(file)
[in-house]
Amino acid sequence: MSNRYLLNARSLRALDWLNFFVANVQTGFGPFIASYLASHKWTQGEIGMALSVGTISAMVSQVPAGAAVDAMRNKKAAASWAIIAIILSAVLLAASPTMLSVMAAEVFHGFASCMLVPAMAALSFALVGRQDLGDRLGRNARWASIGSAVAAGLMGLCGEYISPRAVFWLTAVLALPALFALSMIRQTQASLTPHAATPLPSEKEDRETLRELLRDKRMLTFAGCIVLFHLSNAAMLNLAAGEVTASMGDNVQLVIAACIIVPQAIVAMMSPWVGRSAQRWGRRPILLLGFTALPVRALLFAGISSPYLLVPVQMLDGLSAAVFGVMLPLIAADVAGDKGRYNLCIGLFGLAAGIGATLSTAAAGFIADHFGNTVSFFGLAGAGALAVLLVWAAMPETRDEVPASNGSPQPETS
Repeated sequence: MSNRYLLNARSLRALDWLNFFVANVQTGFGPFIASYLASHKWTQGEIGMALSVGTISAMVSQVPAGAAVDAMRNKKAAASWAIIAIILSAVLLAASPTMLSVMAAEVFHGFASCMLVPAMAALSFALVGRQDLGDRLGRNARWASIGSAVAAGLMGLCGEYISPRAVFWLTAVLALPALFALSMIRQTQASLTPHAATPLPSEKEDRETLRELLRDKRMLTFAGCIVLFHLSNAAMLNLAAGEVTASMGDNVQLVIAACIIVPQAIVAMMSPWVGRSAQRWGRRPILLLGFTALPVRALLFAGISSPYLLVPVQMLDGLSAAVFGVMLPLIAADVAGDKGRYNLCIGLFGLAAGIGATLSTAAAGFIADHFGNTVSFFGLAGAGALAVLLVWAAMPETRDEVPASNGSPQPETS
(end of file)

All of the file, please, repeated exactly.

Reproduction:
[in-house]
Amino acid sequence: MSNRYLLNARSLRALDWLNFFVANVQTGFGPFIASYLASHKWTQGEIGMALSVGTISAMVSQVPAGAAVDAMRNKKAAASWAIIAIILSAVLLAASPTMLSVMAAEVFHGFASCMLVPAMAALSFALVGRQDLGDRLGRNARWASIGSAVAAGLMGLCGEYISPRAVFWLTAVLALPALFALSMIRQTQASLTPHAATPLPSEKEDRETLRELLRDKRMLTFAGCIVLFHLSNAAMLNLAAGEVTASMGDNVQLVIAACIIVPQAIVAMMSPWVGRSAQRWGRRPILLLGFTALPVRALLFAGISSPYLLVPVQMLDGLSAAVFGVMLPLIAADVAGDKGRYNLCIGLFGLAAGIGATLSTAAAGFIADHFGNTVSFFGLAGAGALAVLLVWAAMPETRDEVPASNGSPQPETS
Repeated sequence: MSNRYLLNARSLRALDWLNFFVANVQTGFGPFIASYLASHKWTQGEIGMALSVGTISAMVSQVPAGAAVDAMRNKKAAASWAIIAIILSAVLLAASPTMLSVMAAEVFHGFASCMLVPAMAALSFALVGRQDLGDRLGRNARWASIGSAVAAGLMGLCGEYISPRAVFWLTAVLALPALFALSMIRQTQASLTPHAATPLPSEKEDRETLRELLRDKRMLTFAGCIVLFHLSNAAMLNLAAGEVTASMGDNVQLVIAACIIVPQAIVAMMSPWVGRSAQRWGRRPILLLGFTALPVRALLFAGISSPYLLVPVQMLDGLSAAVFGVMLPLIAADVAGDKGRYNLCIGLFGLAAGIGATLSTAAAGFIADHFGNTVSFFGLAGAGALAVLLVWAAMPETRDEVPASNGSPQPETS